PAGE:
The space for worship is the freedom to make everything available in service of a religion’s ultimate claim. For the Israelites in Egypt, that freedom meant bringing the whole people and everything they possessed into the wilderness so that they could offer anything or even everything to God. For religions within pluralistic societies today—and perhaps for Catholic Christians in the United States especially—this freedom entails not just the freedom to offer private acts to God, but also public activities. Works of charity which are both expressive and formative of specifically Catholic religious identity forms institutional bonds and cannot be reduced to only the private sphere. The twin commandments of love of God and love of neighbor are secured in the person of Jesus Christ, for whom total openness to God is united to the total openness to those whose humanity he shared. This bond is formed in associations as well as among individual persons. The space of worship in Christ is thus the whole of the Christian life: the boundary between public and private must be porous. That is the essence of the freedom to worship as established in relation to Moses, the Israelites, and their God.
The right to the free exercise and expression of religion is what the second clause of the First Amendment protects: “Congress shall make no law respecting an establishment of religion, or prohibiting the free exercise thereof.” The First Amendment does not banish religion from civil society; rather, it protects religion as something free from the state’s control within civil society, while also (in the first clause) protecting the exercises of the state from undue coercion on the part of any particular religion. Moreover, the state retains the right and the duty to intervene when persons or peoples are persecuted or subject to acts of violence, even in the name of religion. In this way, the state checks religions for the sake of preserving the health of civil society, or, as Pope Francis said, the state protects “the need of people to keep alive their sense of unity by means of just legislation,” (Speech to Congress).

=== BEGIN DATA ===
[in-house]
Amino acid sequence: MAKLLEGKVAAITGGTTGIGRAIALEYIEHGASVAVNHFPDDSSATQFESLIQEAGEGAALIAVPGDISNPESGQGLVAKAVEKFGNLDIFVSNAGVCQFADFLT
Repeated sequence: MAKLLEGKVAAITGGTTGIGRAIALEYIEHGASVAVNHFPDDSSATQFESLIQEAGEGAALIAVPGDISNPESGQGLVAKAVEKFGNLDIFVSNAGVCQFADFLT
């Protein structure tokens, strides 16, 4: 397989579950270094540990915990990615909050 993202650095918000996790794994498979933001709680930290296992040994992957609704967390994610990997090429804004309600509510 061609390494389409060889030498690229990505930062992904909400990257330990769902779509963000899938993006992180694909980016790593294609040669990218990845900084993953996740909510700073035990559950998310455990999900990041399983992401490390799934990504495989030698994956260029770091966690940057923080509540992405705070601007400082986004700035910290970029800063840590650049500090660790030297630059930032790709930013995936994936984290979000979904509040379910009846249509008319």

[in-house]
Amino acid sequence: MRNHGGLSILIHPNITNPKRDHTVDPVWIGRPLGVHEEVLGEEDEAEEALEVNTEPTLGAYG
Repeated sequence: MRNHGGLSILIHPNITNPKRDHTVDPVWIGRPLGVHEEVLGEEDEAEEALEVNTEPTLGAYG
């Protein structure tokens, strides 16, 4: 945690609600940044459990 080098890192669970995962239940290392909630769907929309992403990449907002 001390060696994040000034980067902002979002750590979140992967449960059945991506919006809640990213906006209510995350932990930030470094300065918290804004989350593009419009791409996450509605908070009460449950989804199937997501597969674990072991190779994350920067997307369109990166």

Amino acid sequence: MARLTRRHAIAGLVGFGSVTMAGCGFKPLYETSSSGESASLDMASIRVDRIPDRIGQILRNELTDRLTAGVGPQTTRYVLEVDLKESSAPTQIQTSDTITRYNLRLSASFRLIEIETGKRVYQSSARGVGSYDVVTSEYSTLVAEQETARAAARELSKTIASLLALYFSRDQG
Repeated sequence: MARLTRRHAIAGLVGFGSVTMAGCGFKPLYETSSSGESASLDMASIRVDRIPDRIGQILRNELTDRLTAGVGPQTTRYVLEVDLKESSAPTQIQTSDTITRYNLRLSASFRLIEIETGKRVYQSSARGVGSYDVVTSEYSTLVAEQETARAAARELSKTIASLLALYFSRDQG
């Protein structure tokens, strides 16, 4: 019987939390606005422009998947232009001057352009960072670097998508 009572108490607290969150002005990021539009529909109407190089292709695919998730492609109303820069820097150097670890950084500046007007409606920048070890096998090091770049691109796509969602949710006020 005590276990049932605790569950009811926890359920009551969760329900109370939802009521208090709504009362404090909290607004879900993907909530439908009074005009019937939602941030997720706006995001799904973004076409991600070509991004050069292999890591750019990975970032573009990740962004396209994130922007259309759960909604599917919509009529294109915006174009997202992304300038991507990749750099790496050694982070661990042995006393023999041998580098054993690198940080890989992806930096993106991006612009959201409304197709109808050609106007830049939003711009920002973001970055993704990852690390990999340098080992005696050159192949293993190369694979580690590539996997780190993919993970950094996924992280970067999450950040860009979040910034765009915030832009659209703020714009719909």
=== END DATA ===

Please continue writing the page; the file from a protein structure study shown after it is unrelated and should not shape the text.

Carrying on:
In a liberal democracy, the space for worship can and should be allowed within the space of civil society. Under a dictatorship, this space for worship can only be secured outside the state. This is what separates the United States, for example, from Pharaoh’s Egypt. Despite this difference, the demand is the same: “Let My people go that they may worship Me in the wilderness,” (Ex 7:16, JPS). Only those lands in which space is reserved within for the free exercise of religion are truly free lands.
In telling the story of the United States from within the historical memory of the American People, Pope Francis, with a voice full of gracious appreciation, challenged us to remember that our Constitution protects the space of this wilderness within the civil society. Religious communities need not separate from civil society in order to be free from the state because the state is called to restrict itself from legislating on religious matters. In exchange, religious people can influence the state, though no religion may control the state. This mutual restriction of the state and of religion allows for plurality in civil society, which is indeed healthy for the society itself. Under a dictatorial regime like that of Pharaoh, there is no space for plurality and, therefore, no possibility for Thomas Merton to ripen as a fruit of liberty. For just as Merton sought the open wilderness within the world through a life of contemplation that led to dialogue, so too do religions themselves seek the boundless wilderness within the boundaries of civil society.